A LETTER FROM THE PRESIDENT.
The season of renewal belongs to everyone and offers us a chance to reflect on what the prior year has meant to each of us and what we have made of it. As the President of the Association of Corporate Counsel New York City Chapter, I am constantly inspired by the generous time volunteered by our Board of Directors, the commitment and support of our Sponsors and the dedication of our community of Members. Each of you has built us up – and, many of you have personally built me up – I am truly grateful.
Perhaps, as we too, find ourselves on the brink of a new decade, it is time to recognize the tremendous growth of our Chapter over the last year:
We welcomed nine Directors to the Board, each full of motivation and perspective anew offering us a looking glass into how we can create an even brighter reflection.
We hosted 50 programs to educate our community on hallmark topics like data privacy and the uncertainty of new regulations in California, ‘free-fallin’ into copyrights, the artful drafting of commercial contracts and waging compliance efforts with employment laws.
We engaged in Pro Bono activities with the Chanel Foundation and Hot Bread Kitchen and co-hosted a seminar on small business transformation with the Pro Bono Institute.
We branded ourselves more consistently as the premier in-house community by tripling our social media presence on LinkedIn.
We redefined our Women’s Group to more strategically focus on ‘Women and Gender’ by acknowledging the importance of allies and inclusion and creating diversity and inclusion in the workplace.
Please share your insights with any of your Chapter leadership or email our Executive Director, Amy Adams at: [email protected].
We are excited to celebrate ‘you’ and how grateful we are during A Villainous Night in Gotham Winter Gala to be held at Gotham Hall on February 13, 2020.
Find meaning and magic in this beautiful life. Always remember, that what we so often seek, is right in front of us.
President, ACC New York City Chapter
ACC-NYC wishes everyone a wonderful holiday season, and a happy, healthy & prosperous New Year!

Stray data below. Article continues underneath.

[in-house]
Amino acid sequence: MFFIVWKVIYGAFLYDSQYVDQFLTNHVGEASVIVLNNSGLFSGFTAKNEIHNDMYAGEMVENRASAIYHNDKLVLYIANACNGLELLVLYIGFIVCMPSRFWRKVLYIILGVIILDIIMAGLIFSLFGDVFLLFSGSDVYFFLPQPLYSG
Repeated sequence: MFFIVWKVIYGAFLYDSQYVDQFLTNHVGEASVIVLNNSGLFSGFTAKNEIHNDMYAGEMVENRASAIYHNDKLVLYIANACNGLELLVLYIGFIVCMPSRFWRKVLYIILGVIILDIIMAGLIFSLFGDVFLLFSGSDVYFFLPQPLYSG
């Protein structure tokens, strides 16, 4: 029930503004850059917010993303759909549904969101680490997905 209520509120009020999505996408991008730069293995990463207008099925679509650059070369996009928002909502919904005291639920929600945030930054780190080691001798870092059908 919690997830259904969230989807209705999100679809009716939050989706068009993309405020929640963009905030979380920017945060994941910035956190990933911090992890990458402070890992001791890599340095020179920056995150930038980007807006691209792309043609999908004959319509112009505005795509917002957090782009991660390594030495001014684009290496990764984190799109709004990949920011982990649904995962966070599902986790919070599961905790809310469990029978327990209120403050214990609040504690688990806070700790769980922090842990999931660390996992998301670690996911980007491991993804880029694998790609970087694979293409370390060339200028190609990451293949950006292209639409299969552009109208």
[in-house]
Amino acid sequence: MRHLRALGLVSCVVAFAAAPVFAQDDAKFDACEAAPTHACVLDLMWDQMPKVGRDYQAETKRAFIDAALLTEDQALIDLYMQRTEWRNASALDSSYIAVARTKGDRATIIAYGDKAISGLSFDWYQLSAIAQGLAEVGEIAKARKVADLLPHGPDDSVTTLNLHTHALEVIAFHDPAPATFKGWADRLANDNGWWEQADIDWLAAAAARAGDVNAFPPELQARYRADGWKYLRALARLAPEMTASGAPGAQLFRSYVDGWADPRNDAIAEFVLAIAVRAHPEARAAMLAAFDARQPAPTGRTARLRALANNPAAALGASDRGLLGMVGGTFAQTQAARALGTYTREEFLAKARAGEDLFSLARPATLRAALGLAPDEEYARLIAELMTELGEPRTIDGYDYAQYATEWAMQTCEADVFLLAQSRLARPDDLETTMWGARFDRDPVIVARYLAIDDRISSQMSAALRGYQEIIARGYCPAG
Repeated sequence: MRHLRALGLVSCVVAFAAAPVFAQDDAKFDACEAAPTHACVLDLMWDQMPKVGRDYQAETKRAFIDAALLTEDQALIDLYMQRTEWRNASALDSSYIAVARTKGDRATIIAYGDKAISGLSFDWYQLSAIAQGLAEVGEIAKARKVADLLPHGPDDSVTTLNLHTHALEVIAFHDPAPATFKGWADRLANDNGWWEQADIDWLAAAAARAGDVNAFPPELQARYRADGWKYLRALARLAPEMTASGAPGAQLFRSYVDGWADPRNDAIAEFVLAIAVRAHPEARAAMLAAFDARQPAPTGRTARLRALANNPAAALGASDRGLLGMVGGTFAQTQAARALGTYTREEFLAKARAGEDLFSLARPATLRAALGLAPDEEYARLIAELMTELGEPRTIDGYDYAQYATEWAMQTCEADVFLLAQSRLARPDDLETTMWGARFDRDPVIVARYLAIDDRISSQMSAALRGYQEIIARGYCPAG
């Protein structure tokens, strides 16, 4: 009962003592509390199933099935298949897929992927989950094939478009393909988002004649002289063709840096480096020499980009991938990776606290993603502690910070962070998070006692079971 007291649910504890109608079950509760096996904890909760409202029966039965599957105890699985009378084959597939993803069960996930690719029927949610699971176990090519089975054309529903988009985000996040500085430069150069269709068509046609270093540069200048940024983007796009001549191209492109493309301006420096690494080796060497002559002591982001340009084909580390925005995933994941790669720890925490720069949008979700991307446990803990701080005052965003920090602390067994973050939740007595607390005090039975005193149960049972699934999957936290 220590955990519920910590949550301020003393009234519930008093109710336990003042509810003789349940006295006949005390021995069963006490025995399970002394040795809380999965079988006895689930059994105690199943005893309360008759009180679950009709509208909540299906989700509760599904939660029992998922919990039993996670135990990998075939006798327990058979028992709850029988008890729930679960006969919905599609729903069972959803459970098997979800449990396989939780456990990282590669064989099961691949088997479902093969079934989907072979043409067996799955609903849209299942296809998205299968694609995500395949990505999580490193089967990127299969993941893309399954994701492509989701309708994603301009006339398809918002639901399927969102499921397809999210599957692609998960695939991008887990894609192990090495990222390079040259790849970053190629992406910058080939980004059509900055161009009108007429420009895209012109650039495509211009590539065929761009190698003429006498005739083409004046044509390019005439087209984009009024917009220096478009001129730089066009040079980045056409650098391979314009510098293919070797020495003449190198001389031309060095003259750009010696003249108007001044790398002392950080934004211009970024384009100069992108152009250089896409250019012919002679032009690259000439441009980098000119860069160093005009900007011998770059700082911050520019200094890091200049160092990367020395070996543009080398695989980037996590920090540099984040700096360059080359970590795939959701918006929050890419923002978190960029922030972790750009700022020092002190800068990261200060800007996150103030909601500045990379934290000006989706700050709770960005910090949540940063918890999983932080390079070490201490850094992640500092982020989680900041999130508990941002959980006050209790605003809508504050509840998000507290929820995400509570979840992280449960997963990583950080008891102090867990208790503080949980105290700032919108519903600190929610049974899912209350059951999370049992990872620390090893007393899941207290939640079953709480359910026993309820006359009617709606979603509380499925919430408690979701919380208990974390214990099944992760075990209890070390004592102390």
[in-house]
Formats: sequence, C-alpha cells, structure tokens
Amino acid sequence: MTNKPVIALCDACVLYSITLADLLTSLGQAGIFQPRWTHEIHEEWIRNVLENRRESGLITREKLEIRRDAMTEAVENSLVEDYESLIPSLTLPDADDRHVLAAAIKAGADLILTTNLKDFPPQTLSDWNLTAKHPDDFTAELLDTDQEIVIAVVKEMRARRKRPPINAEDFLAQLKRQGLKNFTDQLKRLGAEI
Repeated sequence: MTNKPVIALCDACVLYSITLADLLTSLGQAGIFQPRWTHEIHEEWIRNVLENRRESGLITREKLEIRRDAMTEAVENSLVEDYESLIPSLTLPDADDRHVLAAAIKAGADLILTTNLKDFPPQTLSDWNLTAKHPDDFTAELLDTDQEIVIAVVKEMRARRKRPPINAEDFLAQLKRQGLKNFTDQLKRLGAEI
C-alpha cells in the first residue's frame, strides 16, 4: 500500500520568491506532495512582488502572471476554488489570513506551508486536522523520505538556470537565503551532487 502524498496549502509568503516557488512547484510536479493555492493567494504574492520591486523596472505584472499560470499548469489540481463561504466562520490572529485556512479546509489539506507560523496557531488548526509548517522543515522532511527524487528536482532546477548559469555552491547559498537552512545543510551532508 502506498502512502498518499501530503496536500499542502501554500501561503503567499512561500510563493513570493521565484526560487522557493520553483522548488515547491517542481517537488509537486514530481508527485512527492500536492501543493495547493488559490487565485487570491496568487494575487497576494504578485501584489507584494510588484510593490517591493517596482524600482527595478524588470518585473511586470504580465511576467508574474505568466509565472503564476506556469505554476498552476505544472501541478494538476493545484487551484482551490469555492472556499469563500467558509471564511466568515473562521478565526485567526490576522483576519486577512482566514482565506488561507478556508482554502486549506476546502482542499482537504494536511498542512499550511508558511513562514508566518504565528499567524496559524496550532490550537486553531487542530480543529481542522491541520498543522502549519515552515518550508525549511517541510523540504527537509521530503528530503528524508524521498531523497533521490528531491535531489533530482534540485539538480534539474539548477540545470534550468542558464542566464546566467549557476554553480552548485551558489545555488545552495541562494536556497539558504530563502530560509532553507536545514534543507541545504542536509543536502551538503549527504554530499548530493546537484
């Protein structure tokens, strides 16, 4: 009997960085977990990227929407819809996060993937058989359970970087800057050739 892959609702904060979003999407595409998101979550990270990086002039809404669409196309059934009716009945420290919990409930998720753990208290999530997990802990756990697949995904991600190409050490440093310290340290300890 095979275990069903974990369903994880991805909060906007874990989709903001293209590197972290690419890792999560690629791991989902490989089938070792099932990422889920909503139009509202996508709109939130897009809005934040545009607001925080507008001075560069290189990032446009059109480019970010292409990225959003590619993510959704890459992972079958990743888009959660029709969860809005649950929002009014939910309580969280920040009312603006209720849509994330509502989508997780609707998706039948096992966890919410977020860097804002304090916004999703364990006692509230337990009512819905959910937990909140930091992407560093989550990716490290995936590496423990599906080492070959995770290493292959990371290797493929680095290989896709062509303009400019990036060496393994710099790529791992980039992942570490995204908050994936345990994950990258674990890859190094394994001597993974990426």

EMPLOYMENT LAW NOW
By: Michael Schmidt, Cozen O’Connor
Employment Law Now, a podcast discussing the latest trends, news, and updates in employment law, is hosted by Michael Schmidt, the vice chair of Cozen O’Connor’s Labor & Employment Department and the office managing partner of the firm’s New York Midtown office. This is the 50th episode of the podcast and includes special guest David Weisenfeld at XpertHR, who joins the conversation about LGBTQ at the Supreme Court, mandatory arbitration, ban-the-box, data analytics, and hot HR topics to watch in 2020. Click here to listen to the podcast.
CONSPIRING TO SAVE THE PLANET
Concerned that the EPA was preparing to roll back automobile efficiency and greenhouse gas standards, the State of California announced in July that it had reached agreement “on a voluntary framework to reduce emissions” with Ford, Honda, BMW, and Volkswagen. Importantly, the automakers agreed to apply the framework not just to those of their cars sold in California, but to all of their cars sold nationwide. The Justice Department responded by opening an investigation into whether the agreement violated federal antitrust law and issued subpoenas last month to the four automakers. Commentators elsewhere have argued that any antitrust action against the automakers is unlikely to succeed, and this article will not rehash their assessments. But the California case raises a more general question: how can businesses work together to advance the broader social good without violating the antitrust laws?